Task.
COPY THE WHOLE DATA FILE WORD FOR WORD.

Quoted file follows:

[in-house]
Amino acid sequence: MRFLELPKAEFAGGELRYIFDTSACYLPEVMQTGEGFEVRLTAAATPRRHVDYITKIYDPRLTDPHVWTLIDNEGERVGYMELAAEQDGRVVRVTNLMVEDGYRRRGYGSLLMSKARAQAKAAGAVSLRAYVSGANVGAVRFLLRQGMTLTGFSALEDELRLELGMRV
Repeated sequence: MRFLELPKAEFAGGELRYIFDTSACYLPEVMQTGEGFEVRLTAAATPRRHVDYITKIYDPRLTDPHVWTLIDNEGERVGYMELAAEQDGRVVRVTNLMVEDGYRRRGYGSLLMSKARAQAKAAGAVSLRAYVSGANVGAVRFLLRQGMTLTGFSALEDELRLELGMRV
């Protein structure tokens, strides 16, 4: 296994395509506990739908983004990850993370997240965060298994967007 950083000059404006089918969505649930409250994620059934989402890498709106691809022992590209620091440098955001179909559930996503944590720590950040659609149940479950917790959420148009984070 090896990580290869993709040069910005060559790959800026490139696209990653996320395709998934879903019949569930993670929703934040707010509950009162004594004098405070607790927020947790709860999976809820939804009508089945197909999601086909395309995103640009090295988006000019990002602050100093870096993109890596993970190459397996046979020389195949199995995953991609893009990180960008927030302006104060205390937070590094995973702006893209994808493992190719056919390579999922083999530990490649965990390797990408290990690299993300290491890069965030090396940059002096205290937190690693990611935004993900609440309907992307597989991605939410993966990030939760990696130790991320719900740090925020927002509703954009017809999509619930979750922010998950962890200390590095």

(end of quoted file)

[in-house]
Amino acid sequence: MRFLELPKAEFAGGELRYIFDTSACYLPEVMQTGEGFEVRLTAAATPRRHVDYITKIYDPRLTDPHVWTLIDNEGERVGYMELAAEQDGRVVRVTNLMVEDGYRRRGYGSLLMSKARAQAKAAGAVSLRAYVSGANVGAVRFLLRQGMTLTGFSALEDELRLELGMRV
Repeated sequence: MRFLELPKAEFAGGELRYIFDTSACYLPEVMQTGEGFEVRLTAAATPRRHVDYITKIYDPRLTDPHVWTLIDNEGERVGYMELAAEQDGRVVRVTNLMVEDGYRRRGYGSLLMSKARAQAKAAGAVSLRAYVSGANVGAVRFLLRQGMTLTGFSALEDELRLELGMRV
């Protein structure tokens, strides 16, 4: 296994395509506990739908983004990850993370997240965060298994967007 950083000059404006089918969505649930409250994620059934989402890498709106691809022992590209620091440098955001179909559930996503944590720590950040659609149940479950917790959420148009984070 090896990580290869993709040069910005060559790959800026490139696209990653996320395709998934879903019949569930993670929703934040707010509950009162004594004098405070607790927020947790709860999976809820939804009508089945197909999601086909395309995103640009090295988006000019990002602050100093870096993109890596993970190459397996046979020389195949199995995953991609893009990180960008927030302006104060205390937070590094995973702006893209994808493992190719056919390579999922083999530990490649965990390797990408290990690299993300290491890069965030090396940059002096205290937190690693990611935004993900609440309907992307597989991605939410993966990030939760990696130790991320719900740090925020927002509703954009017809999509619930979750922010998950962890200390590095």